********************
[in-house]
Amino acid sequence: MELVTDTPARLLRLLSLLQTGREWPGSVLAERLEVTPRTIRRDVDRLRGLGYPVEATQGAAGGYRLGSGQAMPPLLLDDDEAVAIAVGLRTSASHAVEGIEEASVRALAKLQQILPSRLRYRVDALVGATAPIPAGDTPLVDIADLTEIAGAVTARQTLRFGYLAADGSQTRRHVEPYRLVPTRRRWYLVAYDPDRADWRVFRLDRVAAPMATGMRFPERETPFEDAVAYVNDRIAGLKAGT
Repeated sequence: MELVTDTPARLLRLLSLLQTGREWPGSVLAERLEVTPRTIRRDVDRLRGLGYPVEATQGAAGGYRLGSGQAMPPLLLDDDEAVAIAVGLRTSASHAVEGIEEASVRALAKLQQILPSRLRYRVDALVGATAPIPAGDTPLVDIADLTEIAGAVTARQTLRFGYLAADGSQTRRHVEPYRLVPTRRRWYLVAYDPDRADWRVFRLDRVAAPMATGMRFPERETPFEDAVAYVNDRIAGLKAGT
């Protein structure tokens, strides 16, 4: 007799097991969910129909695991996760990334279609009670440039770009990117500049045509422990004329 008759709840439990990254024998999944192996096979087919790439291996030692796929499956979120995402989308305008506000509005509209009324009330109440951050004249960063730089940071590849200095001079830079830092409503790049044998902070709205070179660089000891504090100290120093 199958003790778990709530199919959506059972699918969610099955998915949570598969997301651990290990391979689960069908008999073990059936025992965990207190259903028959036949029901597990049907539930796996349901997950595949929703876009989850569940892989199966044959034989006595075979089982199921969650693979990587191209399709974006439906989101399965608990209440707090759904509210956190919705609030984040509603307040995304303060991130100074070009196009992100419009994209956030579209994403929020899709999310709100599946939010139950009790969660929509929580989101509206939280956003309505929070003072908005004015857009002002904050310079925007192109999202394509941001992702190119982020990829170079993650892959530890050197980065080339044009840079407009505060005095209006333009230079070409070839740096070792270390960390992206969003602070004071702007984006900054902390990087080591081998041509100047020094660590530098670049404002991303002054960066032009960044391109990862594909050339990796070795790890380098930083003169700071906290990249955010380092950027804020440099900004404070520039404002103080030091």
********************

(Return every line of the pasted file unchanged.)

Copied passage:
[in-house]
Amino acid sequence: MELVTDTPARLLRLLSLLQTGREWPGSVLAERLEVTPRTIRRDVDRLRGLGYPVEATQGAAGGYRLGSGQAMPPLLLDDDEAVAIAVGLRTSASHAVEGIEEASVRALAKLQQILPSRLRYRVDALVGATAPIPAGDTPLVDIADLTEIAGAVTARQTLRFGYLAADGSQTRRHVEPYRLVPTRRRWYLVAYDPDRADWRVFRLDRVAAPMATGMRFPERETPFEDAVAYVNDRIAGLKAGT
Repeated sequence: MELVTDTPARLLRLLSLLQTGREWPGSVLAERLEVTPRTIRRDVDRLRGLGYPVEATQGAAGGYRLGSGQAMPPLLLDDDEAVAIAVGLRTSASHAVEGIEEASVRALAKLQQILPSRLRYRVDALVGATAPIPAGDTPLVDIADLTEIAGAVTARQTLRFGYLAADGSQTRRHVEPYRLVPTRRRWYLVAYDPDRADWRVFRLDRVAAPMATGMRFPERETPFEDAVAYVNDRIAGLKAGT
């Protein structure tokens, strides 16, 4: 007799097991969910129909695991996760990334279609009670440039770009990117500049045509422990004329 008759709840439990990254024998999944192996096979087919790439291996030692796929499956979120995402989308305008506000509005509209009324009330109440951050004249960063730089940071590849200095001079830079830092409503790049044998902070709205070179660089000891504090100290120093 199958003790778990709530199919959506059972699918969610099955998915949570598969997301651990290990391979689960069908008999073990059936025992965990207190259903028959036949029901597990049907539930796996349901997950595949929703876009989850569940892989199966044959034989006595075979089982199921969650693979990587191209399709974006439906989101399965608990209440707090759904509210956190919705609030984040509603307040995304303060991130100074070009196009992100419009994209956030579209994403929020899709999310709100599946939010139950009790969660929509929580989101509206939280956003309505929070003072908005004015857009002002904050310079925007192109999202394509941001992702190119982020990829170079993650892959530890050197980065080339044009840079407009505060005095209006333009230079070409070839740096070792270390960390992206969003602070004071702007984006900054902390990087080591081998041509100047020094660590530098670049404002991303002054960066032009960044391109990862594909050339990796070795790890380098930083003169700071906290990249955010380092950027804020440099900004404070520039404002103080030091």